It’s been almost two months since my last post. With the Corona Virus pandemic necessitating staying at home as much as possible, you’d think I’d be posting more. No excuses.
For me, being outside is a good antidote to the claustrophobic feelings that so easily take hold these days. Fortunately, across the street from my home are the playing fields for two schools located side-by-side on a large tract of land that was once an “estate.” The trees there always lift my spirits. There are many beautiful mature species. And I’m fascinated by so many differing characteristics.
My brother occasionally joins me for a walk through these fields, identifing the trees. The one shown here captivated me recently for its sheer grandeur. I wondered what it was. Its leaves looked like those on another tree my brother had identified as a Horse Chestnut (Aesculus hippocastanum), however the tree in the photograph had leaves in clusters of seven. The Horse Chestnut my brother had pointed out had clusters of five leaves. Researching Horse Chestnut trees I discovered that they come in both clusters of five and seven leaves, so I believe I’ve now identified this tree.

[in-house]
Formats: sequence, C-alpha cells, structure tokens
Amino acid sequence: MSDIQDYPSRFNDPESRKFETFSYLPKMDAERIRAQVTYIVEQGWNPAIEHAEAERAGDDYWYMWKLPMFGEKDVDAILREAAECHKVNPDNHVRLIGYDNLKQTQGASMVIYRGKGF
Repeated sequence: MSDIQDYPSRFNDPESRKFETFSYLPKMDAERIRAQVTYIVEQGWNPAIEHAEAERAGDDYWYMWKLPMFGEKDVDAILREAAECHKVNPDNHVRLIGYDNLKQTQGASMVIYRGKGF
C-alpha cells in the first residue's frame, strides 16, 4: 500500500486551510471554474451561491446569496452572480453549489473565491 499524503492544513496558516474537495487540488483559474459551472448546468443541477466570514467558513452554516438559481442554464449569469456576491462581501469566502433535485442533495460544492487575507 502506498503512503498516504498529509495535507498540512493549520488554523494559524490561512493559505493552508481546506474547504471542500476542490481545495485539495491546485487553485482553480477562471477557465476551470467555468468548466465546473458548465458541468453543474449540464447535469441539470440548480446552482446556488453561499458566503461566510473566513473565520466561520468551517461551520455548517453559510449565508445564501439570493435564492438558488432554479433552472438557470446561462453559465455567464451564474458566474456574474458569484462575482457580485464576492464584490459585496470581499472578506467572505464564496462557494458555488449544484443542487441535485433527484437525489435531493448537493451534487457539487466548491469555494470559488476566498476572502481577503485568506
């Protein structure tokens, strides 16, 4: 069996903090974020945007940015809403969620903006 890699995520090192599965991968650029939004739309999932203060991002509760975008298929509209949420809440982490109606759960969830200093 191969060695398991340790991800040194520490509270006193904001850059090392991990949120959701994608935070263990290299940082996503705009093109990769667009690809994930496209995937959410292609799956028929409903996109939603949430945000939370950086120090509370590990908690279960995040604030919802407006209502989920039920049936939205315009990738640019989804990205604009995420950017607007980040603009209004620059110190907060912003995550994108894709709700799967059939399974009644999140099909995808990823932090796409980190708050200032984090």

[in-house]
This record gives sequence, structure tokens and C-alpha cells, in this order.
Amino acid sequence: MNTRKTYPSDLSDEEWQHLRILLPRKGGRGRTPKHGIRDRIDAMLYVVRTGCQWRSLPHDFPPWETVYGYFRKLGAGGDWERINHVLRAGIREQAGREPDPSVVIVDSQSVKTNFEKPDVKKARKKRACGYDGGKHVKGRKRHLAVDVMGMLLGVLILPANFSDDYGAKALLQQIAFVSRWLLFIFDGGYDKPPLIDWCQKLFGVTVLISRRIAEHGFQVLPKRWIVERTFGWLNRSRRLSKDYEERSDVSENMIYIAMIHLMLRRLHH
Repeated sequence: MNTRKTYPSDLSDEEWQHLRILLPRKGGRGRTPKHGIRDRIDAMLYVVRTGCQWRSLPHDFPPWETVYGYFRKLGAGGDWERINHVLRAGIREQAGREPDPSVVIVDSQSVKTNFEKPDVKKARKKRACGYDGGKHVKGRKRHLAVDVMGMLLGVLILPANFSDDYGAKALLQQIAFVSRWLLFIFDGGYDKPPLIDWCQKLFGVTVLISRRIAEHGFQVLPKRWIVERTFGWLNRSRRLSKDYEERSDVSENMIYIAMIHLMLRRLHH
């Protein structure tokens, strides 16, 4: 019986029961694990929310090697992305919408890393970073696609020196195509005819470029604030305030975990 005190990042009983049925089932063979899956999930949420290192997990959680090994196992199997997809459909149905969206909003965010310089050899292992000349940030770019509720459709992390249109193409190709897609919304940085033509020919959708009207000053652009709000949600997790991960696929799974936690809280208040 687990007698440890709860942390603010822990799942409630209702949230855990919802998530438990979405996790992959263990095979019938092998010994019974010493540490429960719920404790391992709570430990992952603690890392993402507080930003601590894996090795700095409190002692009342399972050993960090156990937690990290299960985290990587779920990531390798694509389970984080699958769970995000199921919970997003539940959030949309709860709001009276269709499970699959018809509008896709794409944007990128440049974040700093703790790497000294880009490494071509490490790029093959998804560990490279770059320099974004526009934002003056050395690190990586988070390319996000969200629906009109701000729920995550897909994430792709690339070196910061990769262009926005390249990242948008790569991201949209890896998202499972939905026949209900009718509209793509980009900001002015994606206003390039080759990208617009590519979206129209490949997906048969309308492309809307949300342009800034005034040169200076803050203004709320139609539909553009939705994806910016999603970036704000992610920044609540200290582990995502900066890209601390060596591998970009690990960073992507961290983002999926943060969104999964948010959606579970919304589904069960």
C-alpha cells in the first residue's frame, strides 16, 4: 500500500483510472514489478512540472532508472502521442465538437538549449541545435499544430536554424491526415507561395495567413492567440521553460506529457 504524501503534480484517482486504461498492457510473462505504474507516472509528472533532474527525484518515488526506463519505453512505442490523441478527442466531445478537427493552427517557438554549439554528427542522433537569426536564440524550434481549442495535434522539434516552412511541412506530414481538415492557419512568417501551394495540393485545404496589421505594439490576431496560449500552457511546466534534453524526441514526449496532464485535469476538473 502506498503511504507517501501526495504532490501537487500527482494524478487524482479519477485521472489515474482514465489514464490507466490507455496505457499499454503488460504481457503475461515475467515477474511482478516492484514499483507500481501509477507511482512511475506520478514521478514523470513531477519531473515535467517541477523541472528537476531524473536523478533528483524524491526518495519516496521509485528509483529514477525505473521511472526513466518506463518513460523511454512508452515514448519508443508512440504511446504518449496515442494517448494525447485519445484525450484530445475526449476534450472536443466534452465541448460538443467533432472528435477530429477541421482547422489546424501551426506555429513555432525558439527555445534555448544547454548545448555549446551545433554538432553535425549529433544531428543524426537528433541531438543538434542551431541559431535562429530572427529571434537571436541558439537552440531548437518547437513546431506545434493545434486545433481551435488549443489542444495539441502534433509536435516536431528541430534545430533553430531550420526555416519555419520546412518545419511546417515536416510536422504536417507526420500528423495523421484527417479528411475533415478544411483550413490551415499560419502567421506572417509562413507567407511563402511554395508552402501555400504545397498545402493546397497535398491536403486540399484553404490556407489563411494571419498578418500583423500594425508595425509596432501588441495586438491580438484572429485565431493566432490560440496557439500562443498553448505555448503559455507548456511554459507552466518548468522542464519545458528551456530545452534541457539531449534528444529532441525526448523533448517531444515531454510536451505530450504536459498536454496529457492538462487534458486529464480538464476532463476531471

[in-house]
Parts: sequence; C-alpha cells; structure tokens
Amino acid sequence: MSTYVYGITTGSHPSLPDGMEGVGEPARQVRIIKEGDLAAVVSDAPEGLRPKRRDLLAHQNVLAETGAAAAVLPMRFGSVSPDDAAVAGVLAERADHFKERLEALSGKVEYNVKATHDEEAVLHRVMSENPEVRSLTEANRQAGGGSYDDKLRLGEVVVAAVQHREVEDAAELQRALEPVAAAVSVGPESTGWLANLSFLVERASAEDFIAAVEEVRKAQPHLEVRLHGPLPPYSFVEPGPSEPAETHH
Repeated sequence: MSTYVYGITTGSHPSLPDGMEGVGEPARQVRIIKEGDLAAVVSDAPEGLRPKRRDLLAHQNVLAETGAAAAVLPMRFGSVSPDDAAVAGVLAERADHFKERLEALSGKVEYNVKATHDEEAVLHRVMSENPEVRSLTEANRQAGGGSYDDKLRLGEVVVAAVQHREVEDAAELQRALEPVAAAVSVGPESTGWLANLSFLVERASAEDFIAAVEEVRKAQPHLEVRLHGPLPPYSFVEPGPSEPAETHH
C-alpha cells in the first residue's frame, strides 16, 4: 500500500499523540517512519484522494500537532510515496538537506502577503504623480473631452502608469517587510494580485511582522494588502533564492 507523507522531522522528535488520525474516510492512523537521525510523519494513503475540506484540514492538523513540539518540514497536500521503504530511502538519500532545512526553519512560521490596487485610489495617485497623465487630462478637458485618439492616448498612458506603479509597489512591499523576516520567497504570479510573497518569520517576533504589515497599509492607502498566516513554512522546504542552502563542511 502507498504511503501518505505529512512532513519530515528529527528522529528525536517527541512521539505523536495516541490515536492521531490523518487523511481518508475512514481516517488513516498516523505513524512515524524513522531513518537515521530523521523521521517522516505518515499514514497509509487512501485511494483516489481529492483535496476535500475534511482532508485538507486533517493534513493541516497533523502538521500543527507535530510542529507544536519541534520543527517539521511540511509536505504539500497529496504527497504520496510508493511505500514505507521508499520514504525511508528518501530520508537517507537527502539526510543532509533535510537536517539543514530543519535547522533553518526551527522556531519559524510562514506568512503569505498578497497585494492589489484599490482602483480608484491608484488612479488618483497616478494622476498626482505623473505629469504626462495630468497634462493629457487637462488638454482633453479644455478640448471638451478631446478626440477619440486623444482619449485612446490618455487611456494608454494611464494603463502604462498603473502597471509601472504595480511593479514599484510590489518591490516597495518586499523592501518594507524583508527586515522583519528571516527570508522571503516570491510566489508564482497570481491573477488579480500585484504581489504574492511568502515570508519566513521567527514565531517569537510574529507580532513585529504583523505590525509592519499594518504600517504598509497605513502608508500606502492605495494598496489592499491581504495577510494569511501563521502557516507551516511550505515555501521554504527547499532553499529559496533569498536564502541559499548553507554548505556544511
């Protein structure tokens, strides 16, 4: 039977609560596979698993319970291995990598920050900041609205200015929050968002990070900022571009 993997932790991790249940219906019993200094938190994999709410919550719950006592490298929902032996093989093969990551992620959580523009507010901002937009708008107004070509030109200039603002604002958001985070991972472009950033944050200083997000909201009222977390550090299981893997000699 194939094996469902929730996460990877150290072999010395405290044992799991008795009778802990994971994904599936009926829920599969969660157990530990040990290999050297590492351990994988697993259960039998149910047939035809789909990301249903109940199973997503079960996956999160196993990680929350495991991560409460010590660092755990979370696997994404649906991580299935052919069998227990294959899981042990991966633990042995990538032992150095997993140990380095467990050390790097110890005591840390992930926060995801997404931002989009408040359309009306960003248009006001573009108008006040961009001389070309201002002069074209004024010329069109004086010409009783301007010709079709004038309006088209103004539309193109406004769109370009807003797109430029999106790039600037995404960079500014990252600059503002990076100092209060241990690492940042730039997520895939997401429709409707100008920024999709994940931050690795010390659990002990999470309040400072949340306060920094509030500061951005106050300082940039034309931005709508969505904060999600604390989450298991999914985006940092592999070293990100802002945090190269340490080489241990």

The spikey outer shell of the horse chestnut looks foreboding. However, the inner brown nut is quite beautiful, but I learned that it’s not for consumption.
I wondered too if the Horse Chestnut was featured on any stamps. It had, and images of some of those stamps are shown here. Monaco issued four stamps, each showing a tree detail in one of the four seasons. I can only conclude that others have found this tree as uplifting as I have. Your thoughts?
One thought on “The Horse Chestnut Tree (Moldova, Monaco, Ukraine)”
Recently discovered this site. Thoroughly enjoying reading through the posts going backwards, several pages worth at a time. So many beautiful stamps with interesting back stories or Joe’s personal stories. I now see the beauty in cancelled stamps, too! Though not a collector, I’ve always appreciated that tiny, often wonderful piece of artwork stuck to the corner of correspondence. Thanks for your blogs, Joe, keep ‘em coming!